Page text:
“Shoot, it’s a 16-game (season),’’ Philip Rivers said. “It’s a long season. Certainly (the Ravens are) a playoff football team. They’ve been in it the last couple of years. They’re a good football team that we played today.

“I don’t know that statements do you any good unless you finish the year off right. It’s one we let get away. It’s one they earned. They beat us. But it’s not anything . . . shoot, we’ve just got to pick up and move forward.’’

The Colts will have to do so in short order. They’re back at it Thursday against the 6-2 Titans in Nashville.

Rivers made reference to the phrase on his baseball cap, which is his life message: Nunc Coepi. That’s a Latin phrase for “Now I begin.’’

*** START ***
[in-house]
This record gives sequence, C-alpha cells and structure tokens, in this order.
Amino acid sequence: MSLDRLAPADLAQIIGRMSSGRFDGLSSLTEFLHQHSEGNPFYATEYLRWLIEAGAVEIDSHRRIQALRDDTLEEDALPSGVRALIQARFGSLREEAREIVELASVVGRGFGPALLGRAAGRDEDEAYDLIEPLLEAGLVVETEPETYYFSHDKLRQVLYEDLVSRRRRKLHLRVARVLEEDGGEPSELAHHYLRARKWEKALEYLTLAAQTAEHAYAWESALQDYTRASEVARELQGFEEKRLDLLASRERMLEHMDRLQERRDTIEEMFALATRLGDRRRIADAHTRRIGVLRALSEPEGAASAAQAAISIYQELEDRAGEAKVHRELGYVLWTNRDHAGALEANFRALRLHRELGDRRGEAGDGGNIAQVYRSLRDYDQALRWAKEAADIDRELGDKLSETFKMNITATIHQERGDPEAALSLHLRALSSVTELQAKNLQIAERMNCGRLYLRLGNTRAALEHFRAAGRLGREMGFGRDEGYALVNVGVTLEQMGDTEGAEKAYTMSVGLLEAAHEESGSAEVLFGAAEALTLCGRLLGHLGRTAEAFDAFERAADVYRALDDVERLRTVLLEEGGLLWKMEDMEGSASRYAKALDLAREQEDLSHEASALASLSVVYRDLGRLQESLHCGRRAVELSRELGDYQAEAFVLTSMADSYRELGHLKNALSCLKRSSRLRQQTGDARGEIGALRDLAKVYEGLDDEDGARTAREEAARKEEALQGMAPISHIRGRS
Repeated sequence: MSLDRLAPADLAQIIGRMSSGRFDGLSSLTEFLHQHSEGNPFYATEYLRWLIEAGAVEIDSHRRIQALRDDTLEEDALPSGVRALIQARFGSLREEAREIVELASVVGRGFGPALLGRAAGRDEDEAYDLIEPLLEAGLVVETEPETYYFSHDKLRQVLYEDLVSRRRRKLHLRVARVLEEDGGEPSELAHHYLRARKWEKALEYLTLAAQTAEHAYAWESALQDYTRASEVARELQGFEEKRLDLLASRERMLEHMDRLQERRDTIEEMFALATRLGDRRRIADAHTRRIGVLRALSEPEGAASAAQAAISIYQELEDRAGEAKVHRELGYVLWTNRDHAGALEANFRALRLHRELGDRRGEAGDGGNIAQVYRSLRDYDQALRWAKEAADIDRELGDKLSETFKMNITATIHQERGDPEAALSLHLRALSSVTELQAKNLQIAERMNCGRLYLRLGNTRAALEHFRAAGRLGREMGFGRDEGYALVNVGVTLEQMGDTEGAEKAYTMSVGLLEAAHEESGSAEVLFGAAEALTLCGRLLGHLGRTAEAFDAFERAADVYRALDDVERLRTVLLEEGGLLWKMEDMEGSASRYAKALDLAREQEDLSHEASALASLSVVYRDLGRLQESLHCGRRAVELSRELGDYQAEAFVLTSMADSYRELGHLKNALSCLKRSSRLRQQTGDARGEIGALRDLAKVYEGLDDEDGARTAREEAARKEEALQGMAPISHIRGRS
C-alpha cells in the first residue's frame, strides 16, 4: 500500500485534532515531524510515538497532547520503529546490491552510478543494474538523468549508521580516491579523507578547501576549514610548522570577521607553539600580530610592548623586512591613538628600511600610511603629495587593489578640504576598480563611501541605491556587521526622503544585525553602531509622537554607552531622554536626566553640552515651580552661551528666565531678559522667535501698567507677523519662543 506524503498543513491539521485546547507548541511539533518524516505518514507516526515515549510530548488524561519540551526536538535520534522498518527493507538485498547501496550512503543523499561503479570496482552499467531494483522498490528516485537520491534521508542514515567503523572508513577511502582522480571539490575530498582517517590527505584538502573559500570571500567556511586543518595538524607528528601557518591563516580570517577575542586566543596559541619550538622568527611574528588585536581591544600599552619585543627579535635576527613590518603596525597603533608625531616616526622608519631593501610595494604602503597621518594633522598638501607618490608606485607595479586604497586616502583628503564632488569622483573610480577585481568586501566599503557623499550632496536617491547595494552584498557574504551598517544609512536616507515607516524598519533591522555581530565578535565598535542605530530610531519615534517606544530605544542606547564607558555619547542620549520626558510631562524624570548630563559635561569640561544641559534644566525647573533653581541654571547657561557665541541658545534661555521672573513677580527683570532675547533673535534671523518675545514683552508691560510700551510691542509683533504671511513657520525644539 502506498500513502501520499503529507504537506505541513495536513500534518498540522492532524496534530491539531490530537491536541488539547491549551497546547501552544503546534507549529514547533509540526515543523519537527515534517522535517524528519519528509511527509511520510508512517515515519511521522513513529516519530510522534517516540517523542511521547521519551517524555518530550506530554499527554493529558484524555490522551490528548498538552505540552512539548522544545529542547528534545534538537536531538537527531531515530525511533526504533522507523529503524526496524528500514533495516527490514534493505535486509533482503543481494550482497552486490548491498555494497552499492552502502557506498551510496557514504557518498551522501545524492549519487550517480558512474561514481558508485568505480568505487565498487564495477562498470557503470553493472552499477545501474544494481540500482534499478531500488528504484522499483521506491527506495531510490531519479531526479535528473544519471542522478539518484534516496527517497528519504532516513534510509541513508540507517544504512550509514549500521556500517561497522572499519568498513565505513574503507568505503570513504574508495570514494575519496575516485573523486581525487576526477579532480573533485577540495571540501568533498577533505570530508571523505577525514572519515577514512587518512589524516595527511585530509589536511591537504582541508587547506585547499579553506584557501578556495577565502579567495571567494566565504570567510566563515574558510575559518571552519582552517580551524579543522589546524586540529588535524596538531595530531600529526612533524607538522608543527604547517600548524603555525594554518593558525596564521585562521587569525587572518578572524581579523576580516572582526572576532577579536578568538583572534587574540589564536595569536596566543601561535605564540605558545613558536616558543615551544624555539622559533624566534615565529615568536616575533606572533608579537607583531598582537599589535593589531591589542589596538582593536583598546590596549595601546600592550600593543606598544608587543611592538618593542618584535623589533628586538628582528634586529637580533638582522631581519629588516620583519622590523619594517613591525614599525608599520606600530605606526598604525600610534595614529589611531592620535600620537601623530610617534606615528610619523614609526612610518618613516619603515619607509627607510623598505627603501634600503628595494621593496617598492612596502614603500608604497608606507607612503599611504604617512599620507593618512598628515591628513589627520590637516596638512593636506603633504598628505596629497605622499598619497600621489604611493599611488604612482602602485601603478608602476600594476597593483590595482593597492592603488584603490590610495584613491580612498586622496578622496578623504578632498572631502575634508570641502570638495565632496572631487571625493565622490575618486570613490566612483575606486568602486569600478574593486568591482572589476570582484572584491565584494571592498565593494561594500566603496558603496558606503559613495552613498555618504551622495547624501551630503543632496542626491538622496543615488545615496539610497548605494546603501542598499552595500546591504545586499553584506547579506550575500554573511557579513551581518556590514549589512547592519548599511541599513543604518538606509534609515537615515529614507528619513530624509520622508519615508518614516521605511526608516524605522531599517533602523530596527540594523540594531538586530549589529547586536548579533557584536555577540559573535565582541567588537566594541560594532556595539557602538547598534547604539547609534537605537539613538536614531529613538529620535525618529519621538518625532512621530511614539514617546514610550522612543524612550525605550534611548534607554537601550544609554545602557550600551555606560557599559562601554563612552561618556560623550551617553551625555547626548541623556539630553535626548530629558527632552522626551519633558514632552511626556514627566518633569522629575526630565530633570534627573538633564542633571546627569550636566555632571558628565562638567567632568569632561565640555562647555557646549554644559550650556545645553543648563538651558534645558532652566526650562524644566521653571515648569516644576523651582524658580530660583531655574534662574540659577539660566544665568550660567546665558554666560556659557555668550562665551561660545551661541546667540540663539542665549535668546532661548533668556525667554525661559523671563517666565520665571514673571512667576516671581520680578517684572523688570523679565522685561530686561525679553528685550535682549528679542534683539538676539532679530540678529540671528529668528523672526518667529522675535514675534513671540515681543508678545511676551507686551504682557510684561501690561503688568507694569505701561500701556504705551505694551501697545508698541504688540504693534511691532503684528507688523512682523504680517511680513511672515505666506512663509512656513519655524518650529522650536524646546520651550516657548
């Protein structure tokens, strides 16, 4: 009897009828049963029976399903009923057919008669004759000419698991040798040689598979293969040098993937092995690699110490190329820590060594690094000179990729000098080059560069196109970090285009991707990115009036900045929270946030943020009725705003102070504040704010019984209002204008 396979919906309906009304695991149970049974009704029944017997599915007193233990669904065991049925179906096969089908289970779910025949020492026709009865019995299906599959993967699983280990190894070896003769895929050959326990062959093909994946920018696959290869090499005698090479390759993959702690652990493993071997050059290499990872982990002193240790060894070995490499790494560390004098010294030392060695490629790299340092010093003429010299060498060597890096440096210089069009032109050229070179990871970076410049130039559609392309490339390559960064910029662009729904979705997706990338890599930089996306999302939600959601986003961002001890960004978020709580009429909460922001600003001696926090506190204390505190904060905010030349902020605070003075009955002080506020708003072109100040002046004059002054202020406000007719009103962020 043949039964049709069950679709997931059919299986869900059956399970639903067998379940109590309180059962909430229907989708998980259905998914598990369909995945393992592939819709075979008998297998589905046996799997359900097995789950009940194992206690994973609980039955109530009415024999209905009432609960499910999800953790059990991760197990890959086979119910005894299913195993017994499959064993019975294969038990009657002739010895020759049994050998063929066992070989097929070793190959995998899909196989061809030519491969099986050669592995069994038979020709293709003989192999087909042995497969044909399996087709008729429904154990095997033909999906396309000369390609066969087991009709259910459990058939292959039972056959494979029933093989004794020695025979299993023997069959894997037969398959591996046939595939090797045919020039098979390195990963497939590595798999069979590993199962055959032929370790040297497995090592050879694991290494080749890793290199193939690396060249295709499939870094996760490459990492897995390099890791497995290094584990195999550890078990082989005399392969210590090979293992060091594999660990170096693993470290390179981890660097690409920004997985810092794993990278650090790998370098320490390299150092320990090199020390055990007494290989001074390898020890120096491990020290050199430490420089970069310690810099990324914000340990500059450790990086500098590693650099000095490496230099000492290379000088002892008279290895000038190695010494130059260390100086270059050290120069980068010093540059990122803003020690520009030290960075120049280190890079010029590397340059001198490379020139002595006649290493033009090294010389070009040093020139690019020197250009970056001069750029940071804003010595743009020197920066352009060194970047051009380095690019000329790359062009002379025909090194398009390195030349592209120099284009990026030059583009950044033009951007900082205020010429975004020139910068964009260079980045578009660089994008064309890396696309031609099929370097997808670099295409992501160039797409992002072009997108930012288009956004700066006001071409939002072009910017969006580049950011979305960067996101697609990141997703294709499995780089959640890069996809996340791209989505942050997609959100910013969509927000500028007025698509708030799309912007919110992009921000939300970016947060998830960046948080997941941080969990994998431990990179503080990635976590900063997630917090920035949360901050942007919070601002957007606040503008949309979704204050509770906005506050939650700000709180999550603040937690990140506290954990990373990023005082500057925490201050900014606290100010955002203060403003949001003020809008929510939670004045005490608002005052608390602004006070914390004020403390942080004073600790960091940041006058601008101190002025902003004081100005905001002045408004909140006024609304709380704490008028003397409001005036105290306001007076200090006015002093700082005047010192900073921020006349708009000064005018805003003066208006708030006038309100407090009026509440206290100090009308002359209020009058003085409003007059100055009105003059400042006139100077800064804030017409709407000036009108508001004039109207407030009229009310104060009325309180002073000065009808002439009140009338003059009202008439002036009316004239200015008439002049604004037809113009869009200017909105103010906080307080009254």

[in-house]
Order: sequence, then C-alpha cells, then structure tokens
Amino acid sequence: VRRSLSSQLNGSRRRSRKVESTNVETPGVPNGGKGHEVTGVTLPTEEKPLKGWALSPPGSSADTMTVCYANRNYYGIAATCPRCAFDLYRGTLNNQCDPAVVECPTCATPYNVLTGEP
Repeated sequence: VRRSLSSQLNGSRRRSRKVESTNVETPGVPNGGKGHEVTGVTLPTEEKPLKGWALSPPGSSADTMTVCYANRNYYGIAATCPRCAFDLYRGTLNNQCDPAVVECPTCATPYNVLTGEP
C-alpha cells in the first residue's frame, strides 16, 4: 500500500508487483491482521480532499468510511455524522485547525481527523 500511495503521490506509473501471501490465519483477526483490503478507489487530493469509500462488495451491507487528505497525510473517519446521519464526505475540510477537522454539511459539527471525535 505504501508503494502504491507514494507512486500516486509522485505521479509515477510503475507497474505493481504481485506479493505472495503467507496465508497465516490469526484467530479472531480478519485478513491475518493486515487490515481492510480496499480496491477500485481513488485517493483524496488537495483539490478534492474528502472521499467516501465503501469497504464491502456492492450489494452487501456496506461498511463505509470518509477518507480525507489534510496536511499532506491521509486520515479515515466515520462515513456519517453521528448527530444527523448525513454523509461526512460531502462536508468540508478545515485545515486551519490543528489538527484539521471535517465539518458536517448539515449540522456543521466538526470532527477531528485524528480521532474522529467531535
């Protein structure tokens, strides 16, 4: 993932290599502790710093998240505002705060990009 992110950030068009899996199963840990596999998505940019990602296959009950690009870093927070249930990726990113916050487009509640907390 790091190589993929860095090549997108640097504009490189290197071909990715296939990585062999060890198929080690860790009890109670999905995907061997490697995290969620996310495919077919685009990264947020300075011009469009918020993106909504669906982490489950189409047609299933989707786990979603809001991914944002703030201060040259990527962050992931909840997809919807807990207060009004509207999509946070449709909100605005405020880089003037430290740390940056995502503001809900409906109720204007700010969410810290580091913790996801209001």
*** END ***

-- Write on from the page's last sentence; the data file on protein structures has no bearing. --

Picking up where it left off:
“If there’s ever a week you’ve got to Nunc Coepi, as we say, it’s this week,’’ he said. “Thursday will be here in a hurry.’’

And that will offer yet another opportunity for the Colts to prove they’re more than just one of the NFL’s ho-hum outfits. You know, good enough against many teams, but not good enough to step up in weight class.

Early Sunday, they were more than good enough. In fact, they made the vaunted Ravens appear out of their class.

Defensively, the Darius Leonard-led bunch swarmed and harassed and dominated the Lamar Jackson-led Ravens. Baltimore’s five first half possessions consisted of 25 plays and netted 55 yards and four first downs. The Ravens were 2-of-7 on third down and punted five times.

A Baltimore run game averaging 178.7 yards per game was stoned: 18 yards on 10 attempts.

Offensively, Taylor capped the Colts’ second drive with a 1-yard touchdown and Rivers had them on the move to add to the 7-0 lead. But on the second play of the ensuing drive, Taylor lost his first NFL fumble at the Baltimore 35 while fighting for extra yardage at the tail end of a 9-yard run.